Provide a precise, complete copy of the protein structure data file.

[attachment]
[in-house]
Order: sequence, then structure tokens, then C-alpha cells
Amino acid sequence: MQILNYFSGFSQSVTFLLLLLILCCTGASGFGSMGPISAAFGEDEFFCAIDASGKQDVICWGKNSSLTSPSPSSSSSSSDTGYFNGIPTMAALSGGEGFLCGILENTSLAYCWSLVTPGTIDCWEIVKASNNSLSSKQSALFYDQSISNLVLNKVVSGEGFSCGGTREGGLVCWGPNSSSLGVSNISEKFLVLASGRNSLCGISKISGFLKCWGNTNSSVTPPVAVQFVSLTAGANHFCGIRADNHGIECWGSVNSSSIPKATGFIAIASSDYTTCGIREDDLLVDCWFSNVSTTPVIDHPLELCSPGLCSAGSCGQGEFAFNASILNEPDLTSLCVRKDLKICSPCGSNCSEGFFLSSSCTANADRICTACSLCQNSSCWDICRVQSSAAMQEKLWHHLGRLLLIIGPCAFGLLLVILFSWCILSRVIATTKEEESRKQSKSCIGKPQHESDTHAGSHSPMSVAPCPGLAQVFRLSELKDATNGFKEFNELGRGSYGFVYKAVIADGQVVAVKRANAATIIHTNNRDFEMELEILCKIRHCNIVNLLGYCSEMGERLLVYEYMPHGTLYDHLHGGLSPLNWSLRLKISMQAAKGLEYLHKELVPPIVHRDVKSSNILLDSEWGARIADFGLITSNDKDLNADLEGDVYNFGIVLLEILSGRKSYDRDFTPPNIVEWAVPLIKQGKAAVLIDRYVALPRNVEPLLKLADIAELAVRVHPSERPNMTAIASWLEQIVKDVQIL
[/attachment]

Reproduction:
[in-house]
Order: sequence, then structure tokens, then C-alpha cells
Amino acid sequence: MQILNYFSGFSQSVTFLLLLLILCCTGASGFGSMGPISAAFGEDEFFCAIDASGKQDVICWGKNSSLTSPSPSSSSSSSDTGYFNGIPTMAALSGGEGFLCGILENTSLAYCWSLVTPGTIDCWEIVKASNNSLSSKQSALFYDQSISNLVLNKVVSGEGFSCGGTREGGLVCWGPNSSSLGVSNISEKFLVLASGRNSLCGISKISGFLKCWGNTNSSVTPPVAVQFVSLTAGANHFCGIRADNHGIECWGSVNSSSIPKATGFIAIASSDYTTCGIREDDLLVDCWFSNVSTTPVIDHPLELCSPGLCSAGSCGQGEFAFNASILNEPDLTSLCVRKDLKICSPCGSNCSEGFFLSSSCTANADRICTACSLCQNSSCWDICRVQSSAAMQEKLWHHLGRLLLIIGPCAFGLLLVILFSWCILSRVIATTKEEESRKQSKSCIGKPQHESDTHAGSHSPMSVAPCPGLAQVFRLSELKDATNGFKEFNELGRGSYGFVYKAVIADGQVVAVKRANAATIIHTNNRDFEMELEILCKIRHCNIVNLLGYCSEMGERLLVYEYMPHGTLYDHLHGGLSPLNWSLRLKISMQAAKGLEYLHKELVPPIVHRDVKSSNILLDSEWGARIADFGLITSNDKDLNADLEGDVYNFGIVLLEILSGRKSYDRDFTPPNIVEWAVPLIKQGKAAVLIDRYVALPRNVEPLLKLADIAELAVRVHPSERPNMTAIASWLEQIVKDVQIL